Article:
Pat: I think I mentioned this about a year ago. My daughter, I saw a book in her room that was investing for... I think it was "Investing For Dummies," or "Wall Street Journal Guide to Money & Investing."
Scott: She didn't ask you about it?
Pat: No. She just went online and bought it, and I asked her, I was like, "What's this?" And she said, "I want to understand it better. I want to understand how this whole thing works better." So I thought, "Good for you." Well, let's talk about...
Scott: There's a lot to talk about in the financial markets. So let's spend a little time.
Pat: But I want to talk about Beyond Meat.
Scott: Have you tried a Beyond Meat?
Pat: I have tried Beyond Meat a couple of times. It's all right. My daughter eats it.
Scott: She does.
Pat: Again, we're talking about my daughter. You know, she's been a vegan, I think, for three or four years.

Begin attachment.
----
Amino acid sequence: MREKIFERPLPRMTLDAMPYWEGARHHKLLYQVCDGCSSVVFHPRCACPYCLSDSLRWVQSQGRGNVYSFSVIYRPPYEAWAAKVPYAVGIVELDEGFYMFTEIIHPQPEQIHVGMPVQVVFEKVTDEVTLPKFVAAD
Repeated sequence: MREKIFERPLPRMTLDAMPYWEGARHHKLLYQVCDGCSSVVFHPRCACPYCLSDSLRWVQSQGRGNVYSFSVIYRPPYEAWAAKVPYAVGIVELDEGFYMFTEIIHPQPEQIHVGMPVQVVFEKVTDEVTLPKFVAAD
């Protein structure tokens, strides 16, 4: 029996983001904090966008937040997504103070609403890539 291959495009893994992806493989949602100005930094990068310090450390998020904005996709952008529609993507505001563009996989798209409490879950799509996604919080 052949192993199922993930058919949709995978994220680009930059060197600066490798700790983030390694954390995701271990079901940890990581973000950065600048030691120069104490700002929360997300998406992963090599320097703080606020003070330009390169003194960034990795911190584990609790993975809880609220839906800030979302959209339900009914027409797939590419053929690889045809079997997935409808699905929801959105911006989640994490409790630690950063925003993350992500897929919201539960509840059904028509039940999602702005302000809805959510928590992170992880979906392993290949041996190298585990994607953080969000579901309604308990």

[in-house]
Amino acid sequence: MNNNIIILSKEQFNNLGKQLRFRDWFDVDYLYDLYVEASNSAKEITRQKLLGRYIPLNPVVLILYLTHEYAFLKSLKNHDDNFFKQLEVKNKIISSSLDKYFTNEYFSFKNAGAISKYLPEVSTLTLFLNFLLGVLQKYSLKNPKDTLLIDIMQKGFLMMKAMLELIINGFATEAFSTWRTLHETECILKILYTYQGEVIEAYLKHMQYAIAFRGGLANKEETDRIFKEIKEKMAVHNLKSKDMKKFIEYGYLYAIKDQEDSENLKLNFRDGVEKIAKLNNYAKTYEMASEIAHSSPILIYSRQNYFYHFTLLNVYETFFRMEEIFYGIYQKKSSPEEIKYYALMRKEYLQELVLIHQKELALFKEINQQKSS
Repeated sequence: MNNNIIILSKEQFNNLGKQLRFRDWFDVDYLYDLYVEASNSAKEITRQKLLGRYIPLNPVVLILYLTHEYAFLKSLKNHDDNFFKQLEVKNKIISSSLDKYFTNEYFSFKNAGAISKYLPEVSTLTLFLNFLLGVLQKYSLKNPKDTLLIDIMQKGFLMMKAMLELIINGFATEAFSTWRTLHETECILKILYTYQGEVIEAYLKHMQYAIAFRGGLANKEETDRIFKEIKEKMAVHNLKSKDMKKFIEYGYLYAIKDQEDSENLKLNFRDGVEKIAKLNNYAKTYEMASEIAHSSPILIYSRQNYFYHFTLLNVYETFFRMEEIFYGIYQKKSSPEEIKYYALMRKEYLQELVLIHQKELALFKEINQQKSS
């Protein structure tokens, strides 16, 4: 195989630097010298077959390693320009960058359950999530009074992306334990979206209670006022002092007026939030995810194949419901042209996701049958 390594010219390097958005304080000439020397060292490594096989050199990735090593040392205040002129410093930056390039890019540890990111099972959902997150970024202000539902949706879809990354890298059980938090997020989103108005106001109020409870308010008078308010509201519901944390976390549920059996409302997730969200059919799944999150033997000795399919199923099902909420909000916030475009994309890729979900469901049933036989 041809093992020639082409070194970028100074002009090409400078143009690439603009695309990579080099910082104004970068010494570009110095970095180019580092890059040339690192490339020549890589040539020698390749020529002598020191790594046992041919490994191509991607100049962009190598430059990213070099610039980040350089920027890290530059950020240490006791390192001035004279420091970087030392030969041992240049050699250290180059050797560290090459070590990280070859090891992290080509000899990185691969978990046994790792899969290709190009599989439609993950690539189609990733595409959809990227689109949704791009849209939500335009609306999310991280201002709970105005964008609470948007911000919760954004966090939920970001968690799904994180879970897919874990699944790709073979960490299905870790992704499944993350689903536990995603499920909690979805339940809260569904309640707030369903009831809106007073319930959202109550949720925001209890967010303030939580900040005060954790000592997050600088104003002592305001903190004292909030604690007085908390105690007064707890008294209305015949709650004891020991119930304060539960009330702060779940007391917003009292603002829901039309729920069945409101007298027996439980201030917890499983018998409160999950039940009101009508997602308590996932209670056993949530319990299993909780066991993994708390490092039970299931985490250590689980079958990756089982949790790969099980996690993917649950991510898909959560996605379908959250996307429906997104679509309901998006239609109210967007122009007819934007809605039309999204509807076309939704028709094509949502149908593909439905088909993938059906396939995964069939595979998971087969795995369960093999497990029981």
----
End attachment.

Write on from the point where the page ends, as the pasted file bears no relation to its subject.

Scott: And she's vegan.
Pat: Not vegetarian, vegan.
Scott: How strict? Like, will she have a leather purse? Will she wear leather shoes?
Pat: I've never noticed.
Scott: I mean, there's some vegans that go that far.
Pat: No honey. No honey, won't need honey because animal has something to do with it. So I don't know whether...
Scott: I got stung by a bee in my inside lip last week.
Pat: Did you?
Scott: I killed the bee.
Pat: You could die, anyway.
Scott: I'm still angry.
Pat: I don't think it was... I know you're going to die but...
Scott: And it's still all funny too.
Pat: Anyway. So Beyond Meat came out. It was a public company that came out in 2019, and the stock went crazy. It reached a high of $234 a share.
Scott: Which put a valuation on it of $14 billion.
Pat: That is a big number. I don't care where you grew up.